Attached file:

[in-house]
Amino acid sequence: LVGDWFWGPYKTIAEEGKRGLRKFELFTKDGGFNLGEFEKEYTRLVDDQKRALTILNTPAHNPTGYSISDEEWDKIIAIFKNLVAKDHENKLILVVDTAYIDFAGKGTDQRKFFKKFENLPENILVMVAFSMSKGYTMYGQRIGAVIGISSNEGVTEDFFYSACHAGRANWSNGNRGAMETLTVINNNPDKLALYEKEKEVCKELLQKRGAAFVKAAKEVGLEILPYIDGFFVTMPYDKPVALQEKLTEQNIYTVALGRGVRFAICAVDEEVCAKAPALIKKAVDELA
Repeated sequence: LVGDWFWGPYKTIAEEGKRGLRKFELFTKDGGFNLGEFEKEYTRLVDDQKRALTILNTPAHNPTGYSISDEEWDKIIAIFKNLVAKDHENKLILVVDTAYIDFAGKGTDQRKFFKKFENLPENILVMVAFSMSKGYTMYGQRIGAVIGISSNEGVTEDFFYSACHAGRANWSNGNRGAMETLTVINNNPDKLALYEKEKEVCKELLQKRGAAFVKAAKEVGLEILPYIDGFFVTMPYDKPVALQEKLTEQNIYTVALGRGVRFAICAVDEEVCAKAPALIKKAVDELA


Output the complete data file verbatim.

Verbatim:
[in-house]
Amino acid sequence: LVGDWFWGPYKTIAEEGKRGLRKFELFTKDGGFNLGEFEKEYTRLVDDQKRALTILNTPAHNPTGYSISDEEWDKIIAIFKNLVAKDHENKLILVVDTAYIDFAGKGTDQRKFFKKFENLPENILVMVAFSMSKGYTMYGQRIGAVIGISSNEGVTEDFFYSACHAGRANWSNGNRGAMETLTVINNNPDKLALYEKEKEVCKELLQKRGAAFVKAAKEVGLEILPYIDGFFVTMPYDKPVALQEKLTEQNIYTVALGRGVRFAICAVDEEVCAKAPALIKKAVDELA
Repeated sequence: LVGDWFWGPYKTIAEEGKRGLRKFELFTKDGGFNLGEFEKEYTRLVDDQKRALTILNTPAHNPTGYSISDEEWDKIIAIFKNLVAKDHENKLILVVDTAYIDFAGKGTDQRKFFKKFENLPENILVMVAFSMSKGYTMYGQRIGAVIGISSNEGVTEDFFYSACHAGRANWSNGNRGAMETLTVINNNPDKLALYEKEKEVCKELLQKRGAAFVKAAKEVGLEILPYIDGFFVTMPYDKPVALQEKLTEQNIYTVALGRGVRFAICAVDEEVCAKAPALIKKAVDELA